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The bill unconstitutionally curbed free speech, protected incumbents, gave a fund raising edge to the Democrats, and opened up the door to regulating bloggers. It gave impetus to re-route money to MoveOn.org, George Soros and opened the gates to other forms of campaign funding by third parties.
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McCain has made it a habit of looking "bi-partisan" by sponsoring bills with the far left. McCain sided with John Kerry's "war hero" record during the 2004 election and denounced the Swift Boat group. Kerry promised to release his records and sign Form 180, has not done so, but McCain never question this.
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When campaign finance was in the new, John McCain jumped on board with Russ Feingold. When Swift Boat Veterans were in the news, John McCain jumped over to defend Kerry. Still angry with George W. Bush, McCain sponsored a ban on "torture," but the definition of torture is highly questionable. Stress positions and water boarding, included in McCain's bill, are used in certain areas of military training.
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The straight talk of John McCain is actually not on a straight away. The candidate, favored by the left-wing media is having trouble relating to McCain as he glides toward the center and right of center on many issues in preparation for a White House run in 2008.
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McCain has now voted for the tax cuts he previously objected to. McCain once called Jerry Falwell, "an agent of intolerance," is now cozying up with the religious zealot.
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"Everybody understands, he hates the Christian right. That's a real problem," says Paul Weyrich, head of the Free Congress Foundation. Mr. Weyrich dismisses the Falwell speech invitation as just a "personal patch up." "He wants to remake the Republican Party into pre-Reagan times," Weyrich continues. "Republicans traditionally stood for limited government, free enterprise, and a strong national defense. We added a fourth leg to that stool, which were traditional American values. And he wants to get rid of that." But Weyrich agrees that as long as the social conservatives don't have a strong presidential hopeful of their own, it will be hard to "beat somebody with nobody."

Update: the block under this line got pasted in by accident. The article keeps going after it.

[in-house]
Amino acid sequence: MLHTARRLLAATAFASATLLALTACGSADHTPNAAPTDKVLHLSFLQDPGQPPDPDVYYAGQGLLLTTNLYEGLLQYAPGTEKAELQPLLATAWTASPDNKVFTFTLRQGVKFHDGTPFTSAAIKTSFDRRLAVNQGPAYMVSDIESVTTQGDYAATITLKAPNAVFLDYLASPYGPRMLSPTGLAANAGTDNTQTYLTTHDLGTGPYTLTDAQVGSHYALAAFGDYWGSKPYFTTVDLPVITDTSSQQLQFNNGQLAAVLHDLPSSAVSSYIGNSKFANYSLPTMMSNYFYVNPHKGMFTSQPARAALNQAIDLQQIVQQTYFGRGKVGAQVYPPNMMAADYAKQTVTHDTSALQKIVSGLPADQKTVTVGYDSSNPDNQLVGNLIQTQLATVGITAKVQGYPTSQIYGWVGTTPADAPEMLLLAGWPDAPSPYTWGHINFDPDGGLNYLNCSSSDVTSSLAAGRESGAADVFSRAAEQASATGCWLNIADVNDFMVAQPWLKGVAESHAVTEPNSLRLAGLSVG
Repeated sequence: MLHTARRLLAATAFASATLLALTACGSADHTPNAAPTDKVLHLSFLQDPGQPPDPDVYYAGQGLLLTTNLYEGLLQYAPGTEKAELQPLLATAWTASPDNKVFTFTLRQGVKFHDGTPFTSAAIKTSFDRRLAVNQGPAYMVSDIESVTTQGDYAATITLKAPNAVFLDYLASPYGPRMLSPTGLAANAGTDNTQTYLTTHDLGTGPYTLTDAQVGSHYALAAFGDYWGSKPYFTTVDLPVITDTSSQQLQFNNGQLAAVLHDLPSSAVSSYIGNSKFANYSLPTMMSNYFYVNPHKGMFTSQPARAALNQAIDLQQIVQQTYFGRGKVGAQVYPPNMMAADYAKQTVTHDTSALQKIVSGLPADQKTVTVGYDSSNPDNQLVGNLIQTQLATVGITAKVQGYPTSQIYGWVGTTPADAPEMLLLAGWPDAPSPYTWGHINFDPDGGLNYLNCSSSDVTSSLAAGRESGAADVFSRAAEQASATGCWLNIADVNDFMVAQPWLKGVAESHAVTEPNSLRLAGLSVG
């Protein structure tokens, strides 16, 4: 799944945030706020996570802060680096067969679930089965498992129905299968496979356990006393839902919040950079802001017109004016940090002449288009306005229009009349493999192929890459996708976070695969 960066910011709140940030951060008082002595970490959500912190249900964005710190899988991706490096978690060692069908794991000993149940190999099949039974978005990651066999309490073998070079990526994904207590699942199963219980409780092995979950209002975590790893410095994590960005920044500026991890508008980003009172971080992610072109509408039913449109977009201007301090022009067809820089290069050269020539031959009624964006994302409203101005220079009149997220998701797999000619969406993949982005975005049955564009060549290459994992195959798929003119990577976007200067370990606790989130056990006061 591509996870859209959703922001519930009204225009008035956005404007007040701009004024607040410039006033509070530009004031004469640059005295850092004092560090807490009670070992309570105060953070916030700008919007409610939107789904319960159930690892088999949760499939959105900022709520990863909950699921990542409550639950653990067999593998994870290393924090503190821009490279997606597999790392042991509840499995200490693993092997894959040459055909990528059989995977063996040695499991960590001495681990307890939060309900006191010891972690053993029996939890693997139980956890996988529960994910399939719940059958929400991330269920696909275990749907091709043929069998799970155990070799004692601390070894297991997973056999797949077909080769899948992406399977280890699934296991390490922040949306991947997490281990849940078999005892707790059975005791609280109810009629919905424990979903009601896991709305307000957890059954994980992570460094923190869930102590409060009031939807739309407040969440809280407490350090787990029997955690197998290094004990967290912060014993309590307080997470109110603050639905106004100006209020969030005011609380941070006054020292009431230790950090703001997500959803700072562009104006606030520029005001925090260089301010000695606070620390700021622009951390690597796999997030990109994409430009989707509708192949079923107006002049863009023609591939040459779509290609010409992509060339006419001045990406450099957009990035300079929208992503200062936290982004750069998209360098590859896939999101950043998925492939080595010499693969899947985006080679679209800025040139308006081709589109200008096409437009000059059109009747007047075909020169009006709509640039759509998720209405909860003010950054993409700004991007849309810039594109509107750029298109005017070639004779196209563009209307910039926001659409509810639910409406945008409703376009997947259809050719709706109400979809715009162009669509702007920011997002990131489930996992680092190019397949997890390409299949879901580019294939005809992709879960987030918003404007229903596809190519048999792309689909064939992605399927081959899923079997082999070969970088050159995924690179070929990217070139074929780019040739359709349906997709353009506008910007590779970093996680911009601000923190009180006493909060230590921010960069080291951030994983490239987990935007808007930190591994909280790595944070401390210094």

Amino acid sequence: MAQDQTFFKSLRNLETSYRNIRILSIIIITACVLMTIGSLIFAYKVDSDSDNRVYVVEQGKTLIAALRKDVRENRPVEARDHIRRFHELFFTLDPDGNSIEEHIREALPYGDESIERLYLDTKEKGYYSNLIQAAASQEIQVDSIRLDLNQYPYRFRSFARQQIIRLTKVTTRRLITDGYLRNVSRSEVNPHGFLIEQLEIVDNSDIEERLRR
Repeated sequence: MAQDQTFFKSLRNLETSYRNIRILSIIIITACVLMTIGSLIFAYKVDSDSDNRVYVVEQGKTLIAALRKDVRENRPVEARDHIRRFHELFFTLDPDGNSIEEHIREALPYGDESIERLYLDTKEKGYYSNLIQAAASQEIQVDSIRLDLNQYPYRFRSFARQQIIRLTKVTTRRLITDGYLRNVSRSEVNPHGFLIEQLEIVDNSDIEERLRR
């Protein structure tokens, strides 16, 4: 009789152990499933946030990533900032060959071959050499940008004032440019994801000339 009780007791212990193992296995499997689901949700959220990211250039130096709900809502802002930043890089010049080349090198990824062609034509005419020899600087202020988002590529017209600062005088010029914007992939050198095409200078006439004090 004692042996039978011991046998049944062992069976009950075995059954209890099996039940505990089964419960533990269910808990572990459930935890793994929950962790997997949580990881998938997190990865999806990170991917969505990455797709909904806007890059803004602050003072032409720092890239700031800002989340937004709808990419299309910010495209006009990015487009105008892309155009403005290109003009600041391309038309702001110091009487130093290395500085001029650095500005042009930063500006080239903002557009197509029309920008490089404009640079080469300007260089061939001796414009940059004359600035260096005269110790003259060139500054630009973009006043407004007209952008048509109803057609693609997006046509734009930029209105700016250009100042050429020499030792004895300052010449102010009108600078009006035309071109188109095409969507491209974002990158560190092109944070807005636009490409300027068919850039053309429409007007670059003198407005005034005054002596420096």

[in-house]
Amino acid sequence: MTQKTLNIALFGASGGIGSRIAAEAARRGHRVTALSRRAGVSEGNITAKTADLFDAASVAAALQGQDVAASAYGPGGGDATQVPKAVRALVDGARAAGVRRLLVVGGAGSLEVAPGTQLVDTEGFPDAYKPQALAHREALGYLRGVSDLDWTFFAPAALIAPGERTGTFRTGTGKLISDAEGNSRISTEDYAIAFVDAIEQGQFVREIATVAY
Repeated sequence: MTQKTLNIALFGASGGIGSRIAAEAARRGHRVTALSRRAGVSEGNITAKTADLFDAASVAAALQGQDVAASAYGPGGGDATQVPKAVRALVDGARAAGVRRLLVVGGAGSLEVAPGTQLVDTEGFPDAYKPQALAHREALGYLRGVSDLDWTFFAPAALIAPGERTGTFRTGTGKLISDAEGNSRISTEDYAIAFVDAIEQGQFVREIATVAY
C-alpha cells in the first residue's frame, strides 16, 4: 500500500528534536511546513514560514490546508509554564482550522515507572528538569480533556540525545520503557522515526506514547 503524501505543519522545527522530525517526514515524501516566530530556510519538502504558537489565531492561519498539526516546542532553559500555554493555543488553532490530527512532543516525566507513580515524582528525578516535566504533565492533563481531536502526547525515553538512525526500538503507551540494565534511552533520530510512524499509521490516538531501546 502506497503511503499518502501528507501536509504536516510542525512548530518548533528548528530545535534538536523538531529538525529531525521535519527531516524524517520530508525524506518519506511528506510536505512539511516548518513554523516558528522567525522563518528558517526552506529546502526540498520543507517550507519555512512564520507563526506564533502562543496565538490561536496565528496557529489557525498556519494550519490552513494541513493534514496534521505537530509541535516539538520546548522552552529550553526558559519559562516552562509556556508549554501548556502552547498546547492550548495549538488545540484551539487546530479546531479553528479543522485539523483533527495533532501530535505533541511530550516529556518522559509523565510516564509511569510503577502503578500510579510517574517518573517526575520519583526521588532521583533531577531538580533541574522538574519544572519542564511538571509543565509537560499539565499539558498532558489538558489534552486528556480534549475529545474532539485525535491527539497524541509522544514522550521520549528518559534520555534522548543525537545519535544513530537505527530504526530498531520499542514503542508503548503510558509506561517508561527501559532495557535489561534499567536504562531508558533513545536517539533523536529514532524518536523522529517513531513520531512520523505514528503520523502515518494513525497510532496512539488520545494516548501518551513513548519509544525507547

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Reported in The Christian Science Monitor, Lou Sheldon, founder of the Traditional Values Coalition, also sees trouble in a McCain candidacy. When asked about McCain's effort to build bridges to social conservatives, Mr. Sheldon replied: "I don't see bridges, I see road blocks."
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Sheldon is disappointed by McCain's position on gay marriage, in not fully embracing efforts to get a ban in Arizona, as well as the campaign-finance reform law that McCain sponsored and which religious conservatives oppose, saying it hinders their advocacy efforts.
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"At the moment, McCain fits the bill of the type of candidate Republicans are looking for, in light of what's happening to the Bush presidency," says Dick Bennett, head of American Research Group polling firm. "He can be a conservative Republican to conservative Republicans, he can be more moderate to independent voters, because of the straight-talk aspect. He fits the profile of what different voters want."
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The jury is still out on McCain, but we can't ignore his tendency to move left when it's convenient for candidate McCain.